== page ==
A 2nd-round selection, and another mishap on the defensive line, the Eagles expected Laws to make the transition as a starting tackle. Instead, season-after-season, Laws remained on the bench, until it became abundantly clear that he was nothing more than a career depth player.
The Eagles got rid of him after four years, and he only played one more lone season with the Rams before retiring. Even as a 2nd rounder, Laws was a massive disappointment, as most picks in that range are expected to be contributing starters. It wasn’t in the cards for Laws, and he was just another in a long line of Eagles draft failures from this era.
10. Jaiquawn Jarrett
Jarrett always had his supporters, given that he was a local product out of Temple University, and at the time the Eagles desperately needed safety help. He was a 2nd-round pick, and most people agreed that he had the potential to be a key contributor on the defense for years to come. However, it was a disaster from the beginning, and Jarrett never became a serviceable NFL starter.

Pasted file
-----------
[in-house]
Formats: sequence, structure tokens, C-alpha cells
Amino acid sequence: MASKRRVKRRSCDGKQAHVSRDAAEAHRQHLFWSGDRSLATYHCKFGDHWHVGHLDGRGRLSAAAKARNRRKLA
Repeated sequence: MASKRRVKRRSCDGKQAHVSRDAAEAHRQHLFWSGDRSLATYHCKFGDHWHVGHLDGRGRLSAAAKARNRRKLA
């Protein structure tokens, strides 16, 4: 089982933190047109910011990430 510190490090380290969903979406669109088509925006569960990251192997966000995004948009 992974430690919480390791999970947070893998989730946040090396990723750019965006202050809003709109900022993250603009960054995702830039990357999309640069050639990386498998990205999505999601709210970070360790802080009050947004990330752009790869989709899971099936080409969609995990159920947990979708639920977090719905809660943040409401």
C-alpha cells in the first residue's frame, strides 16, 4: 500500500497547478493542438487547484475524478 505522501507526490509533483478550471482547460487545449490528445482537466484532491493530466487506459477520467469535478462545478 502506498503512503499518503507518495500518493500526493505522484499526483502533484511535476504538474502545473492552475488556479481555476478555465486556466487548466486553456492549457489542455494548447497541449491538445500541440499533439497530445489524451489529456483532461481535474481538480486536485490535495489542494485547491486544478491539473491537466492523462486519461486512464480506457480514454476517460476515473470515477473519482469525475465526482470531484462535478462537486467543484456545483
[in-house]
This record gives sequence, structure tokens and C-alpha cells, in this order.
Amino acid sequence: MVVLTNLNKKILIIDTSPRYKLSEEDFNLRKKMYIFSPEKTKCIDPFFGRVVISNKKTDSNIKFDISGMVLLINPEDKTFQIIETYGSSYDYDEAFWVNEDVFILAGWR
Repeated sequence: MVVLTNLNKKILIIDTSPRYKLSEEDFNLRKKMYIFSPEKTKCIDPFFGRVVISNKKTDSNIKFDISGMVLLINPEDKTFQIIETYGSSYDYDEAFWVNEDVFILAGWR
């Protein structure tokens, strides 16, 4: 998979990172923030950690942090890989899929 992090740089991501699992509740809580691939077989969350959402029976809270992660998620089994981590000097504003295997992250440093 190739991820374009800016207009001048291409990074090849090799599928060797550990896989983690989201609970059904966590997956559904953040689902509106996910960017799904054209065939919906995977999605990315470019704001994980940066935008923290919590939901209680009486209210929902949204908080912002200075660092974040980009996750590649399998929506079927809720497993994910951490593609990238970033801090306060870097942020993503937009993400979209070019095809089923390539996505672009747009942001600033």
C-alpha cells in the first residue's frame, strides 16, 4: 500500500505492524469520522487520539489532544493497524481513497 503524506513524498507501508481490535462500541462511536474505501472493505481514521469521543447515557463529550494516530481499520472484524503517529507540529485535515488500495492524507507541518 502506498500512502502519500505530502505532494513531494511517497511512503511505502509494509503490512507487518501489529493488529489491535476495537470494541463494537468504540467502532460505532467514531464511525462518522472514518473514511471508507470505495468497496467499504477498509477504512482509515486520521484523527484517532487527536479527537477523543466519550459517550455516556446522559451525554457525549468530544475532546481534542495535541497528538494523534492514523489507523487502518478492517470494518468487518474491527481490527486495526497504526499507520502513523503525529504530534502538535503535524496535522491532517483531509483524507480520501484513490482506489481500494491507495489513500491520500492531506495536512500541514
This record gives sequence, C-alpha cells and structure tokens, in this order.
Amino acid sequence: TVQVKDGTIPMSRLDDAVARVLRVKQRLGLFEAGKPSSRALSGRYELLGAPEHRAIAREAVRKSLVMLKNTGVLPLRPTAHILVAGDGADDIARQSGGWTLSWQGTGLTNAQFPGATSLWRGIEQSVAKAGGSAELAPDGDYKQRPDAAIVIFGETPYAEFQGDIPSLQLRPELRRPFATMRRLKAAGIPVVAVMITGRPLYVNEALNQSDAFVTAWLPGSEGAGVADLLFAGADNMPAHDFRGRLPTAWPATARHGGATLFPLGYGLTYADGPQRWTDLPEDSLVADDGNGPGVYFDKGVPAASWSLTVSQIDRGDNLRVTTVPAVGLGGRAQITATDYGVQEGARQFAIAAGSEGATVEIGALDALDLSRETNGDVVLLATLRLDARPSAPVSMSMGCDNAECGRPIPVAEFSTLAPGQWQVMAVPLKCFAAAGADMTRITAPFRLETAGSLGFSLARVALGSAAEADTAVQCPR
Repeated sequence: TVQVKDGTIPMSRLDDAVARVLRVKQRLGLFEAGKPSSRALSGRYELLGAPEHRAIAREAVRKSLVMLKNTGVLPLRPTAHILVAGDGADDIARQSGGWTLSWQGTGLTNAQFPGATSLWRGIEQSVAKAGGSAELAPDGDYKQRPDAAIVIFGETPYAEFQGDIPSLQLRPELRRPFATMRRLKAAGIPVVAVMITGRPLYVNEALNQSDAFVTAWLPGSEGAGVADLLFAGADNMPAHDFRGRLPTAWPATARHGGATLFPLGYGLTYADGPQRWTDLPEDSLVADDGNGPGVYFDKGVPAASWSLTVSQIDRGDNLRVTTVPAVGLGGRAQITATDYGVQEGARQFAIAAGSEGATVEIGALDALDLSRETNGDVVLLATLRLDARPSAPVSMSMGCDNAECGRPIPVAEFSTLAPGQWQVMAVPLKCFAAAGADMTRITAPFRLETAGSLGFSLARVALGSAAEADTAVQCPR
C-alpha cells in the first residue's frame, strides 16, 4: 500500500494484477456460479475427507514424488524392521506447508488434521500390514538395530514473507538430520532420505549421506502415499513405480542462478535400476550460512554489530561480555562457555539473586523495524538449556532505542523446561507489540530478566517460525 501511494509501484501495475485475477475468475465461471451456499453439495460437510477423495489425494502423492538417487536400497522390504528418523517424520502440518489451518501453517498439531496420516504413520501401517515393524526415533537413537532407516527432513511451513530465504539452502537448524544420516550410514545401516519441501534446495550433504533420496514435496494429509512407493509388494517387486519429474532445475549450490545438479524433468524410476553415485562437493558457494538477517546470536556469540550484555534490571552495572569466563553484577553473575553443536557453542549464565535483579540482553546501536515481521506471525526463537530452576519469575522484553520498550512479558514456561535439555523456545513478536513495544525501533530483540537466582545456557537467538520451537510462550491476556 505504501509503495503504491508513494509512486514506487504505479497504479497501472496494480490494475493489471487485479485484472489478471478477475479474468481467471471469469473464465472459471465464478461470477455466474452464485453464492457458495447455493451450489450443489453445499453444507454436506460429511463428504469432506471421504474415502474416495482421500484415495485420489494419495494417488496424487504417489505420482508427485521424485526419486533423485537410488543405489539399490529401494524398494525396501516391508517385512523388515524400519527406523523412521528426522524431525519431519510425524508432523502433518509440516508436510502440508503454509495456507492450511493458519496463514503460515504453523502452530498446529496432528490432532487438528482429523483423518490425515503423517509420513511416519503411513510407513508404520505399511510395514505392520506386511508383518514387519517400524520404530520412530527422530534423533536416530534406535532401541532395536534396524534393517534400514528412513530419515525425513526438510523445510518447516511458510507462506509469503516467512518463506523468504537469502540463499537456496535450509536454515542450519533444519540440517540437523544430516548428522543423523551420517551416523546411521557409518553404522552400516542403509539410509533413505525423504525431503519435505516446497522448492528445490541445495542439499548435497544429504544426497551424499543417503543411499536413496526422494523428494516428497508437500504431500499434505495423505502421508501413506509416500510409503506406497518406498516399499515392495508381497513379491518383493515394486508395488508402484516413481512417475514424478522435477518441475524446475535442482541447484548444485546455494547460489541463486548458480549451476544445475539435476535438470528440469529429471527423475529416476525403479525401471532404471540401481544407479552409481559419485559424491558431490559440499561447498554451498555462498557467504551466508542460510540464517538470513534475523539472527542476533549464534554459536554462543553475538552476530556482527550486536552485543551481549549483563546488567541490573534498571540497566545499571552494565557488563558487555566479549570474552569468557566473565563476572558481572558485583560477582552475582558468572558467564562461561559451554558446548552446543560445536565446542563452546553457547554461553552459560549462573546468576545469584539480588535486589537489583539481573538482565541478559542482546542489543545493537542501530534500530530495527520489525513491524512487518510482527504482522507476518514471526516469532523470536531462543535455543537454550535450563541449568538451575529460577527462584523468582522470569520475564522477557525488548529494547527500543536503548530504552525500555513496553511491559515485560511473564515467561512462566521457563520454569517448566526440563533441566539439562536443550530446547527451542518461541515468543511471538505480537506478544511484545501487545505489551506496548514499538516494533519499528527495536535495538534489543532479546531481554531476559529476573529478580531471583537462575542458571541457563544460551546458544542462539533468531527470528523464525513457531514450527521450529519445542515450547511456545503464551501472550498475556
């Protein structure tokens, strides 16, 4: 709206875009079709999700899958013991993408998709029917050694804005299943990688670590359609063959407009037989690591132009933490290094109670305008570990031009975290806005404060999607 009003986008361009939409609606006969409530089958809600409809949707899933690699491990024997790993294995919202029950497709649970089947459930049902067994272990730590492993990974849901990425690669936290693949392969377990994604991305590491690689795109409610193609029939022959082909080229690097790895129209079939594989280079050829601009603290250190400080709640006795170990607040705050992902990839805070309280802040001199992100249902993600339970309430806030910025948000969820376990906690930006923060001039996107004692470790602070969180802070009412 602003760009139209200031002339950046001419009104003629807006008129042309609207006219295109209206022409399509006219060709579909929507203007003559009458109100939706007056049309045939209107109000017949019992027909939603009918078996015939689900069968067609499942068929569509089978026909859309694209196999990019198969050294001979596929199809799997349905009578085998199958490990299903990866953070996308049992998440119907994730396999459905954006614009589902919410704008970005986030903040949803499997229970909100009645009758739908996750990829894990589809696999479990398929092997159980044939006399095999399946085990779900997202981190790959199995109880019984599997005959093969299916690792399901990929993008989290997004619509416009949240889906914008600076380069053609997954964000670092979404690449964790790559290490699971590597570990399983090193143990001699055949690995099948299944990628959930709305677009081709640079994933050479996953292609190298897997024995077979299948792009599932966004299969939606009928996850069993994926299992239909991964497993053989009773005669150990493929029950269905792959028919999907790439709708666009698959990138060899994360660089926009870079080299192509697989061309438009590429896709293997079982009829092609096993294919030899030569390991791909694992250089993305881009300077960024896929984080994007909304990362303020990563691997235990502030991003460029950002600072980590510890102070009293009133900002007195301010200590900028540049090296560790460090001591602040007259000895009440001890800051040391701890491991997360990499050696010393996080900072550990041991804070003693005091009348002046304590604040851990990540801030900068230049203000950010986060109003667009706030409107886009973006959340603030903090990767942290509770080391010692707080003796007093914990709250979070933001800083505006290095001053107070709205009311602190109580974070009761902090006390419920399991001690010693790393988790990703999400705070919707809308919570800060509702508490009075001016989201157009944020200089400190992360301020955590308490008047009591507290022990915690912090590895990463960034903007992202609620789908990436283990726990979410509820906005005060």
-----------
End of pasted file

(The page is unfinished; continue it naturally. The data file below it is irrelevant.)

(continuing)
He was let go after just two years in Philly, and the Eagles had successfully botched yet another pick. The pick was criticized in the aftermath because of the Temple connection, and fans claimed that the Eagles had just thrown a bone to the local school, and selected Jarrett for that reason. That may not have been the case, but many reacted negatively because of it.
9. Kevin Kolb
The Eagles never truly had an exit plan to get themselves out of the McNabb era at quarterback, and Kolb the was the first in many missteps regarding it. In the 2007 draft, Philly traded up with the Dallas Cowboys of all teams in order to acquire Kolb in the 2nd round. It was then clear that McNabb’s days as the franchise quarterback were numbered, and that Kolb was slated to eventually take his place.
McNabb departed after the 2009 season, but Kolb never was able to string together any good performances in the 7 starts that he made for the team. He was highly erratic as a thrower, and couldn’t elevate the offense the way many thought he could. His failure sparked a long line of Eagles quarterback who tried to fill McNabb’s shoes, including Mike Vick, Sam Bradford, Mark Sanchez and Nick Foles. Only recently with the selection of Carson Wentz do they appear to be back on track with the position.